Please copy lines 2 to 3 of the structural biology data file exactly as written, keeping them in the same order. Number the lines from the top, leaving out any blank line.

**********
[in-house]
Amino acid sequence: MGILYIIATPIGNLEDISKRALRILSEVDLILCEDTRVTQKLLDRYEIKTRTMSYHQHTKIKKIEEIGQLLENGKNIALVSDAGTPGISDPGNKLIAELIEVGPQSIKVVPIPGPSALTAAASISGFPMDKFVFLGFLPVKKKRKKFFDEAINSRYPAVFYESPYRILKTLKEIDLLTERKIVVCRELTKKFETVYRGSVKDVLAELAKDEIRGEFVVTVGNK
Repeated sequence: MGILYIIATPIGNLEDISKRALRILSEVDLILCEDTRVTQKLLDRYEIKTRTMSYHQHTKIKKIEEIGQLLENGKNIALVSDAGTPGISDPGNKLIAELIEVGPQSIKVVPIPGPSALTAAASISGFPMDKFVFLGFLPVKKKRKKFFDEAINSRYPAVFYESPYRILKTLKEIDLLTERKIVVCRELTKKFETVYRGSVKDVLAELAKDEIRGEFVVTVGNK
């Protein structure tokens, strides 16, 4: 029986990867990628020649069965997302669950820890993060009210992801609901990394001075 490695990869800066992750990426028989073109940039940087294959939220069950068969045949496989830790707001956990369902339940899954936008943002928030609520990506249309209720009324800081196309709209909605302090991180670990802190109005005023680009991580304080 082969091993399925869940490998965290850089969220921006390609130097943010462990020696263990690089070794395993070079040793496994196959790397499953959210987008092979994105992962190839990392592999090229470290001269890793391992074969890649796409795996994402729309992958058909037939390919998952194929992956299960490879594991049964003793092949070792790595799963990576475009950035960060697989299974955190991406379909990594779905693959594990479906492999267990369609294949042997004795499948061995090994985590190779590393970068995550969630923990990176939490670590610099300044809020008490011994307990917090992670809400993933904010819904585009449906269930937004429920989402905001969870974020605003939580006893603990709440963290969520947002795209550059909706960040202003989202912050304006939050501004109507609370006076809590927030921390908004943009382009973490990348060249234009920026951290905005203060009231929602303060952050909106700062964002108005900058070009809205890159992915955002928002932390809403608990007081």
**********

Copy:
Amino acid sequence: MGILYIIATPIGNLEDISKRALRILSEVDLILCEDTRVTQKLLDRYEIKTRTMSYHQHTKIKKIEEIGQLLENGKNIALVSDAGTPGISDPGNKLIAELIEVGPQSIKVVPIPGPSALTAAASISGFPMDKFVFLGFLPVKKKRKKFFDEAINSRYPAVFYESPYRILKTLKEIDLLTERKIVVCRELTKKFETVYRGSVKDVLAELAKDEIRGEFVVTVGNK
Repeated sequence: MGILYIIATPIGNLEDISKRALRILSEVDLILCEDTRVTQKLLDRYEIKTRTMSYHQHTKIKKIEEIGQLLENGKNIALVSDAGTPGISDPGNKLIAELIEVGPQSIKVVPIPGPSALTAAASISGFPMDKFVFLGFLPVKKKRKKFFDEAINSRYPAVFYESPYRILKTLKEIDLLTERKIVVCRELTKKFETVYRGSVKDVLAELAKDEIRGEFVVTVGNK